Given Goin’ Down the Road’s legendary status in the Canadian-cinema canon, it’s difficult to imagine that there’s anything new to report on the landmark feature. As a huge fan of the film—I include it whenever I teach the Canadian cinema class at Concordia University—I thought I’d read up on every possible angle one could view it from.
But as the latest entry in the University of Toronto Press and TIFF’s Canadian Cinema book series proves, given the right author, there is always new life to be breathed into even the most well worn of subjects. Series editors Will Straw and Bart Beaty sensibly enlisted one of our best and knowledgeable writers and critics, Geoff Pevere, to dive back into Goin’ Down the Road (1970), and to analyze the film’s remarkable legacy and the fallout for its main players after its celebrated debut.
Pevere employs his clear and concise writing style to put the film and its production into the context of the times. Director and co-writer Don Shebib took his inspiration from the Maritimer community he saw living in Toronto, fish out of water who desperately wanted to live the big-city dream. He collaborated with screenwriter William Fruet to expand on the idea of people who were fighting to make it in an urban environment that would only prove alienating.
Particularly illuminating is Pevere’s research into the thoughtful performances of the actors. Greatly informed by the documentary revolution that was taking place due to lighter 16mm equipment (the film was lensed by Richard Leiterman, who had shot doc landmarks like A Married Couple), the seamless blending of fiction and non-fiction filmmaking techniques evoked a striking naturalism. Trained actors and non-actors intermingled in street and bar scenes, evoking such a powerful sense of watching the Real Thing that, as Pevere notes, some audiences thought they were watching a documentary.
As well, all three of the principals (Doug McGrath, Paul Bradley and Jayne Eastwood) had been steeped in the Method, delving into the psychology of their characters, effectively trailblazing their way out of the stage-based acting technique of so many Canadian screen actors. The technique would work magnificently, making the scenes Pevere argues should have seemed preposterous McGrath’s job interview, for example—somehow feel utterly genuine and not contrived.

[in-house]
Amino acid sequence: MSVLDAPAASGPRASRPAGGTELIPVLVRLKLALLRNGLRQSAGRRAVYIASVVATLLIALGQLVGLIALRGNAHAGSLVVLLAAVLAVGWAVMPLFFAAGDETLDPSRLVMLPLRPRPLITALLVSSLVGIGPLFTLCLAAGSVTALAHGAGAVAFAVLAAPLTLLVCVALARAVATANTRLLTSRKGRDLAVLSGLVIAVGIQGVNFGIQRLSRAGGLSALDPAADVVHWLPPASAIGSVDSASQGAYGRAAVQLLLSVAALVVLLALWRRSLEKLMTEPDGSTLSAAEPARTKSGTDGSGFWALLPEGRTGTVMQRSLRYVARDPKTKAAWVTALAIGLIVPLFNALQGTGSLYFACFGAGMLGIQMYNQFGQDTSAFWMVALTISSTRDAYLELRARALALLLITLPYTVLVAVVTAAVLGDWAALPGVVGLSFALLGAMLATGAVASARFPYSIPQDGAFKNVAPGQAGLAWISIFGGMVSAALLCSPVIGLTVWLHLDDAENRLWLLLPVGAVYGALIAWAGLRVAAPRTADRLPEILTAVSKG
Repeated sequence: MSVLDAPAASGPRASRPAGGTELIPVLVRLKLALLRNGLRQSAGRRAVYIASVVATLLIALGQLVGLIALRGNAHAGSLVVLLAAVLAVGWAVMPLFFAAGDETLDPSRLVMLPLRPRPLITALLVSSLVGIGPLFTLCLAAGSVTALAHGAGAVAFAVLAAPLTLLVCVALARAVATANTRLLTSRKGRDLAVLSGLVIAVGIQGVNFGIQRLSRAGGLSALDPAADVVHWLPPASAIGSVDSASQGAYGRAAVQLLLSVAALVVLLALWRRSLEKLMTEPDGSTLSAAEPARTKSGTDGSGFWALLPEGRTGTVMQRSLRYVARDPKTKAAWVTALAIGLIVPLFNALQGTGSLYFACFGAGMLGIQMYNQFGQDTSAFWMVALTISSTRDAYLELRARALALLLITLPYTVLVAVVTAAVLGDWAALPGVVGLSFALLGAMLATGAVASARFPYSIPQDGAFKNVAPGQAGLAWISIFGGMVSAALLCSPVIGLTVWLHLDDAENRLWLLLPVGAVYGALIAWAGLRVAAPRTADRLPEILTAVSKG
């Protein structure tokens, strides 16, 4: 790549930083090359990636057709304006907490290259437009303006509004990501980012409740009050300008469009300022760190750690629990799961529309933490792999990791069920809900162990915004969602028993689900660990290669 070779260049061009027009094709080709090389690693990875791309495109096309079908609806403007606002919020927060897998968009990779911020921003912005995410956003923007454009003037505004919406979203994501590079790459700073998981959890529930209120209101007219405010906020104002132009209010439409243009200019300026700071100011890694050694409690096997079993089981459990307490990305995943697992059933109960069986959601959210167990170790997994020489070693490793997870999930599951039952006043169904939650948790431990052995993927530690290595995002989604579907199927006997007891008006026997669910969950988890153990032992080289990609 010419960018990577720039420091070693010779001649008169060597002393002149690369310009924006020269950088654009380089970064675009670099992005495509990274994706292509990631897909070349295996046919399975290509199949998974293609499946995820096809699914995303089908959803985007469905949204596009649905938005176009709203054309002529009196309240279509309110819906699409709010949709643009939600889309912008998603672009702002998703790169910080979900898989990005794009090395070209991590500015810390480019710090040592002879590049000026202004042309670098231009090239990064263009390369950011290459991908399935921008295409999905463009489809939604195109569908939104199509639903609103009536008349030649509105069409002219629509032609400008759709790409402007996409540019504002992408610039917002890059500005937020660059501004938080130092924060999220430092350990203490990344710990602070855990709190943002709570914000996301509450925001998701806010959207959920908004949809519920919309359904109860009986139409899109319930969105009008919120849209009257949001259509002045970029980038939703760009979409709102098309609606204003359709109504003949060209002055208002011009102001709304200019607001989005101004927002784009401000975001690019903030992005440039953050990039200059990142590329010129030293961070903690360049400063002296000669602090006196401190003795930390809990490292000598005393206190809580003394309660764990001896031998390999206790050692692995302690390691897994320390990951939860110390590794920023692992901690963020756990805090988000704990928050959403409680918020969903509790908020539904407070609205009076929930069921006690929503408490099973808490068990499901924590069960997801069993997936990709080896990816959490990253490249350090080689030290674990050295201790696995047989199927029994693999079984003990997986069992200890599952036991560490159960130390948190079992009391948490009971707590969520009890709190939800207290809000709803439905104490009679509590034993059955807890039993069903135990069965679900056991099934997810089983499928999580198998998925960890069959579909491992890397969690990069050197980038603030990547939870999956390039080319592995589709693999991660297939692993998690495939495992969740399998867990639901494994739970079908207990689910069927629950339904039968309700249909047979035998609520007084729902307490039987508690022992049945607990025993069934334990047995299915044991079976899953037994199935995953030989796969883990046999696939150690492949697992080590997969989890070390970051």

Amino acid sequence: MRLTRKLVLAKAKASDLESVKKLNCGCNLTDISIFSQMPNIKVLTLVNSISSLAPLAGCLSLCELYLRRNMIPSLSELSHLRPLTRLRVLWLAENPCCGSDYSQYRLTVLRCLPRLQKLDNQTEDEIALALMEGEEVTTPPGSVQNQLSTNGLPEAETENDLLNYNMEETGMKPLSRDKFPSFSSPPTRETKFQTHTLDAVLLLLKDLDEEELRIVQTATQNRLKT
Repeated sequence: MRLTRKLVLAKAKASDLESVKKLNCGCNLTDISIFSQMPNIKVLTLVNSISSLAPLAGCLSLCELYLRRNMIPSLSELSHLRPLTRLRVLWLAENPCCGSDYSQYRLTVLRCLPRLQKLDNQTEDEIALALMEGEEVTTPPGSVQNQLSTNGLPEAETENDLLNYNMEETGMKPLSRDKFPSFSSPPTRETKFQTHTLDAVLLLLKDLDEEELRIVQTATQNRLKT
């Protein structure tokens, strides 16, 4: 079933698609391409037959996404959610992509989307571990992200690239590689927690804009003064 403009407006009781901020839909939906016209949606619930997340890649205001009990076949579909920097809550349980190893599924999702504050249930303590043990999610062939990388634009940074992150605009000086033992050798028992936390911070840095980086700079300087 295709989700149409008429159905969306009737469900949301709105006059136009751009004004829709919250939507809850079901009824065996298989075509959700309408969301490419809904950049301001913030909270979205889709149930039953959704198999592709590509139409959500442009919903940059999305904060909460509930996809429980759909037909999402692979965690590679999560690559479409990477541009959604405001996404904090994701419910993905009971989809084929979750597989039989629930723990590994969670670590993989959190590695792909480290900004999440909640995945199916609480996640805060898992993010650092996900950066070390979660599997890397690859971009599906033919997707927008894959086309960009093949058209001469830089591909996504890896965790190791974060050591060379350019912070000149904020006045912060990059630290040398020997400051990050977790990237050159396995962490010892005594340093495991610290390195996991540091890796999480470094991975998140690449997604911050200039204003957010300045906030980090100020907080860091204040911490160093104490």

Pevere examines the cruel, cold reality that many Canadian filmmakers faced. Like many who met with early success—including Larry Kent (Bitter Ash), David Secter (Winter Kept Us Warm) and Don Owen (Nobody Waved Good-Bye)—Shebib found it extremely difficult to keep the momentum going and maintain a filmmaking career in what was a still-largely-undeveloped wilderness. Pevere diplomatically addresses the issue of the 2011 sequel Down the Road Again, in which “the cold, sloppy splash of reality” of the first film is replaced by “tidiness itself.”
Pevere’s book is good to the last endnote. Not to be overlooked are the details of Bruce Cockburn’s strange ambivalence about the brilliant songs he wrote for the film. (He’s never included them on any of his albums, and for years refused to perform them.) And much of the dialogue in the film is not included in the published screenplay, because so much of what ended up in the final cut was improvised by the actors.
Pevere has crafted a beautiful and fitting ode to this entirely unsentimental film, perfectly assessing Goin’ Down the Road’s spot in the evolution of cinematic Cancon. (He even includes analysis of the hilarious SCTV parody.) This monograph has earned an essential place in the library of anyone serious about our national film culture.